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Longshoremen appeal day care center near Port

Cite liability and insurance issues
By Katie Frankowicz

The Daily Astorian

Published on August 11, 2017 7:57AM

Last changed on August 11, 2017 12:51PM

Shooting Stars Child Development Center wants to move into the former Oregon State Police station near the Port of Astoria.

Joshua Bessex/The Daily Astorian

Shooting Stars Child Development Center wants to move into the former Oregon State Police station near the Port of Astoria.

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The president of the local longshore union has appealed the Astoria Planning Commission’s decision to allow an education and child care center on Port of Astoria property near docks and seafood processing operations.

In a letter to The Daily Astorian, Chris Connaway, of the International Longshore and Warehouse Union Local 50, said he and others who have spoken out against the conditional use permit for Shooting Stars Child Development Center feel there are “significant liability and insurance issues.”

The Planning Commission in July approved Shooting Stars’ permit to set up shop at a building on Gateway Avenue. The Port Commission also signed off on a lease for the move. The Oregon State Police formerly occupied the building. Bornstein Seafoods is across the street, and log trucks use the road to access log handling operations at Piers 1 and 3.

“The newly elected (Port of Astoria) commission didn’t even give us the courtesy of a discussion,” Connaway wrote in his letter. “After we presented, there was an immediate motion to approve pending conditional use approval from the city planning department, as if the Port had no skin in the game, despite the facts it’s their building, on their property.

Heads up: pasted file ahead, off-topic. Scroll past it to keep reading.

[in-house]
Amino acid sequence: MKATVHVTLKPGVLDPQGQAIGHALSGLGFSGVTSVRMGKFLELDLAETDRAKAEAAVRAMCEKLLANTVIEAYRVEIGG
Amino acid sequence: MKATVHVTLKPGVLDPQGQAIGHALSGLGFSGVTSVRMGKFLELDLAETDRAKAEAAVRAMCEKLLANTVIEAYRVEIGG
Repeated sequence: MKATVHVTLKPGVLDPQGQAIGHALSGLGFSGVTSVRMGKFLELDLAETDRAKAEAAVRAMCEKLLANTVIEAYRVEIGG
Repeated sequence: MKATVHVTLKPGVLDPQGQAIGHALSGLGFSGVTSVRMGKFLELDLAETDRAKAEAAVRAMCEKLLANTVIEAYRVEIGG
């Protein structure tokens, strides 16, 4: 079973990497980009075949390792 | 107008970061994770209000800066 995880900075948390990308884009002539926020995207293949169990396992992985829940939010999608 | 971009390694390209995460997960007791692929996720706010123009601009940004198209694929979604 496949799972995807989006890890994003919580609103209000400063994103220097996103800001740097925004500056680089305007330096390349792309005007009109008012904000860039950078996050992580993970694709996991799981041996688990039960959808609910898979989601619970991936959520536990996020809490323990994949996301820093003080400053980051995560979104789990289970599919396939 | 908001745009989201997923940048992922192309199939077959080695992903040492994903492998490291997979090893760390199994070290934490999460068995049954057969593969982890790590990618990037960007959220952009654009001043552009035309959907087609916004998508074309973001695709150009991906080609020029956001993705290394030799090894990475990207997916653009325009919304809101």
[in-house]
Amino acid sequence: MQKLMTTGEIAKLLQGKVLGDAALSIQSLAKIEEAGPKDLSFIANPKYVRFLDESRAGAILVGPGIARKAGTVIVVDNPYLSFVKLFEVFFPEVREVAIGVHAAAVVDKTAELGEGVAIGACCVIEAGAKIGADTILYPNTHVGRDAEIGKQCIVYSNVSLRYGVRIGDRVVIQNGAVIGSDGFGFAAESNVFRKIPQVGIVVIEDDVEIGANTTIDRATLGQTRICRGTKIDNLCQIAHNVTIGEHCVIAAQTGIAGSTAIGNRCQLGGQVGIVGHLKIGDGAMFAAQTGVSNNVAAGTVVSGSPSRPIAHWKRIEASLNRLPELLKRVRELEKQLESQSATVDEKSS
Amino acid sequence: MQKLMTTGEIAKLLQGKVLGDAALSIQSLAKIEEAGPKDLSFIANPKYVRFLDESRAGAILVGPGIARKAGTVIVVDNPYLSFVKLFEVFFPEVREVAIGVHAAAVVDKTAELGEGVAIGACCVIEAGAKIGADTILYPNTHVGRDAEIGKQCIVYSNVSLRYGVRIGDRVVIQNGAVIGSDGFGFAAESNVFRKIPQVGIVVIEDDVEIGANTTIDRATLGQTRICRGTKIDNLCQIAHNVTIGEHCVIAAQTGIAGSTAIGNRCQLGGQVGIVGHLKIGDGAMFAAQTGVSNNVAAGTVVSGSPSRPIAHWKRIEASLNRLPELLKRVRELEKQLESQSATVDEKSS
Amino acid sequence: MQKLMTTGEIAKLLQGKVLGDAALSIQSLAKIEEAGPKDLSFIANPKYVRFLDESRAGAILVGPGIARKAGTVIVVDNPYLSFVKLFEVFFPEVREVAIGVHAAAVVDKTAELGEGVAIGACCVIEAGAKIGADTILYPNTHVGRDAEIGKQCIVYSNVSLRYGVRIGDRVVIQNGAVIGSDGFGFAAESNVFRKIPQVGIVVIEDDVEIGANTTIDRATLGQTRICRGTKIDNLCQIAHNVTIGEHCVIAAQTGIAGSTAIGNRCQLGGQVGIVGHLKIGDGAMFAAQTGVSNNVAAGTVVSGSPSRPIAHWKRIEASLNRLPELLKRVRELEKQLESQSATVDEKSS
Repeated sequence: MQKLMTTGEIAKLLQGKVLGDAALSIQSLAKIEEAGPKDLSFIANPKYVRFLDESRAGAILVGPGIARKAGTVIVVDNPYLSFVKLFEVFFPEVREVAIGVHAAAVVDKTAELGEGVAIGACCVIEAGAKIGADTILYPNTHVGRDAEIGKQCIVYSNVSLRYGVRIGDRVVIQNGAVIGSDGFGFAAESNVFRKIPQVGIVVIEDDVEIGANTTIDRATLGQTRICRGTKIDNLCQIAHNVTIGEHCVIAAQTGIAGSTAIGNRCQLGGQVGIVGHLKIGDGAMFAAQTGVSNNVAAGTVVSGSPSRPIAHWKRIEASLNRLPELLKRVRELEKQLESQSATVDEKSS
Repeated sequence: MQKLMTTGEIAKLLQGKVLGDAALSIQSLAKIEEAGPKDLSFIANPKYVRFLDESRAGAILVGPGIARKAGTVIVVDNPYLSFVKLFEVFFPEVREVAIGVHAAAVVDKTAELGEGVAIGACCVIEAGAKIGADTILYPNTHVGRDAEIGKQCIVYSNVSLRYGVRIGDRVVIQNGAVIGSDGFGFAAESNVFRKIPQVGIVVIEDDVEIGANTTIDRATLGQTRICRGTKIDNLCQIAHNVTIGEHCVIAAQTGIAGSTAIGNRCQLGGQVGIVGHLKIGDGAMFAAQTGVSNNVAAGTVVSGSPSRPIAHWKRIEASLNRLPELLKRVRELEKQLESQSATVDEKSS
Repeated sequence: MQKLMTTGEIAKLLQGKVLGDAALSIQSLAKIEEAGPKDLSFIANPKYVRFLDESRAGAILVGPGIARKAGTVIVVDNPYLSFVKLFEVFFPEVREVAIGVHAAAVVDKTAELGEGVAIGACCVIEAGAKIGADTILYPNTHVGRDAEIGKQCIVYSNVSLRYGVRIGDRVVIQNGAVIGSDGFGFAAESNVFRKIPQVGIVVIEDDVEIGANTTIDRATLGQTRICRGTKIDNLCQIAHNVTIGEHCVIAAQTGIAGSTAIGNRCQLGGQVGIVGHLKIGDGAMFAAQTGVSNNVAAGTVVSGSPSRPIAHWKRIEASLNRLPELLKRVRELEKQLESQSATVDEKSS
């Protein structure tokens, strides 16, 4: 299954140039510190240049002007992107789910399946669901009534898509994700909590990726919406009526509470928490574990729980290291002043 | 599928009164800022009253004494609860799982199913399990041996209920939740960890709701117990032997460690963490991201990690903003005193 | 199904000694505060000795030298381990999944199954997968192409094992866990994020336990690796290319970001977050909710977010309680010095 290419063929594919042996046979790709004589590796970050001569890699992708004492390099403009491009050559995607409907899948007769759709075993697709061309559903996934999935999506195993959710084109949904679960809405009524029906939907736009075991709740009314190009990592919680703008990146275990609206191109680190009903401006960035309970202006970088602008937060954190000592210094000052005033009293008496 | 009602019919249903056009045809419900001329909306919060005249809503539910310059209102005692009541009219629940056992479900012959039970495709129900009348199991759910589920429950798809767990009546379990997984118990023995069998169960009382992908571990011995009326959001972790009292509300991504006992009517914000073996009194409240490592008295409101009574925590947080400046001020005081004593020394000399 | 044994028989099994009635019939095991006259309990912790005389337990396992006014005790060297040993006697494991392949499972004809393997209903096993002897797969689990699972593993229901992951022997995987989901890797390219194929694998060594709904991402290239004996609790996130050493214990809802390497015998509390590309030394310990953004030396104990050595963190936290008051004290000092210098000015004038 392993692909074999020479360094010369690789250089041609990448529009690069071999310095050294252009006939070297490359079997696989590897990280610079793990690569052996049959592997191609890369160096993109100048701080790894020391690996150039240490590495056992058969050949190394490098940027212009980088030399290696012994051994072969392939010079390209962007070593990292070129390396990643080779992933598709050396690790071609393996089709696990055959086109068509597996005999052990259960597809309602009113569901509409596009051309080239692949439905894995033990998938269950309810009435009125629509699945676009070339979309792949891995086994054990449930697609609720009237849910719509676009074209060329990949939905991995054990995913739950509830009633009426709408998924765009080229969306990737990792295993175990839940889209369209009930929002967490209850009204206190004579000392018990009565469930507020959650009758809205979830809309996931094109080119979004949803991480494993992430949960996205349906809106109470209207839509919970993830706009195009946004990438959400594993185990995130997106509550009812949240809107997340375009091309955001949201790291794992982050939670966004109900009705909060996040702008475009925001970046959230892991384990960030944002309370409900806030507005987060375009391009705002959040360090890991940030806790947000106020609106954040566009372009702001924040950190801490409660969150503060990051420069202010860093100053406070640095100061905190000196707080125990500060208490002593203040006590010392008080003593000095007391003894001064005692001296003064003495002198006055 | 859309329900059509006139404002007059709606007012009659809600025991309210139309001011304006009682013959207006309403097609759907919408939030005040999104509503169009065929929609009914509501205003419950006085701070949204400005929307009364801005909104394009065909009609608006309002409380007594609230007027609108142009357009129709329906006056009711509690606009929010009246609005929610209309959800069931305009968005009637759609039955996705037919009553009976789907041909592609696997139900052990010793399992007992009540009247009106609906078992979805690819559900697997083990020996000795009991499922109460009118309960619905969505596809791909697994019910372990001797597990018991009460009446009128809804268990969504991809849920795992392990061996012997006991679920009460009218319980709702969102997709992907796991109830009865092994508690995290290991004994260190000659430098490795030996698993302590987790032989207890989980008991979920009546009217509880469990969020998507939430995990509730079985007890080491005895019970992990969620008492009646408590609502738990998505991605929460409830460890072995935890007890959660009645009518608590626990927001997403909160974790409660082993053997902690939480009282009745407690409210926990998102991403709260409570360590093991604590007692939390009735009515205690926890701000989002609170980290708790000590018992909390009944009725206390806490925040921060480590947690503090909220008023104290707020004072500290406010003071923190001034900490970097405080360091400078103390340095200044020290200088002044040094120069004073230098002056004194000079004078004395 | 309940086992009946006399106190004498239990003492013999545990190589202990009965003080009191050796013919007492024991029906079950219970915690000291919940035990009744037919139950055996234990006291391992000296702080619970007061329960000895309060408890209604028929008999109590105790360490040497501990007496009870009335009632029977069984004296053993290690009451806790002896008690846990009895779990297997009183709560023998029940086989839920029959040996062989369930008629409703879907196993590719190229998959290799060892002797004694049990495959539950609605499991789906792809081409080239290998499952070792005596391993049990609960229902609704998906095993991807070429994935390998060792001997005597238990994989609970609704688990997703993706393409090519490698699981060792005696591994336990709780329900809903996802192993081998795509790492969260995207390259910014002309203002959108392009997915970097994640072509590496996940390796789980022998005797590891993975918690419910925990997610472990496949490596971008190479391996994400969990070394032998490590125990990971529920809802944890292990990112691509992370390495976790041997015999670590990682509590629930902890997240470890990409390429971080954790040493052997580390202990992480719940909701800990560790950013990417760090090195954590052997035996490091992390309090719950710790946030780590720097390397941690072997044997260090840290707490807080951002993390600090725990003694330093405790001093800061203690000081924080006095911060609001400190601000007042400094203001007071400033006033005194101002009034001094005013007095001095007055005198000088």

“Never once were the words safety, liability, tsunami inundation zone or insurance spoken. Just immediate action. This was a mockery of the entire process.”

The Astoria City Council will hold a public hearing on Sept. 5 to consider his appeal of the Planning Commission’s decision.

In his appeal, Connaway cites sections of the city’s development code and development standards, arguing that Shooting Stars is not an appropriate use for the area. He also says he was not given adequate public notice.

Planning commissioners had been split on the decision, with four voting in favor of approving the permit, and three voting against it. Those who voted against the permit said they believed Shooting Stars was an important organization, but that the building on Gateway Avenue was not the right location. Planning Commission President David Pearson, however, said the Port identified that building as a good candidate for “adaptive reuse,” and the street is already home to variety of businesses.

Connaway argued that an industrial area with heavy traffic is not suitable for a facility like Shooting Stars.

“This is an extremely bad idea,” he told the Planning Commission in July. “This is an industrial area. It’s not a playground.”

Pearson and the other commissioners who approved the permit concluded that Shooting Stars would be an “unusual use” given the area, but believed Denise Giliga, the center’s owner, and city staff had presented a case for how it could work.

Giliga said relocating to the Gateway building would allow the center to expand its services and increase the number of slots available for new students. The center was based at St. Mary’s Star of the Sea Catholic Church on Grand Avenue. The church decided not to renew the center’s lease and Giliga said there are multiple infrastructure issues at that location.

The Port has had difficulty finding people interested in leasing the building since the Oregon State Police left. Giliga and her staff said they planned to spend the month of August setting up the space and hoped to open in September.



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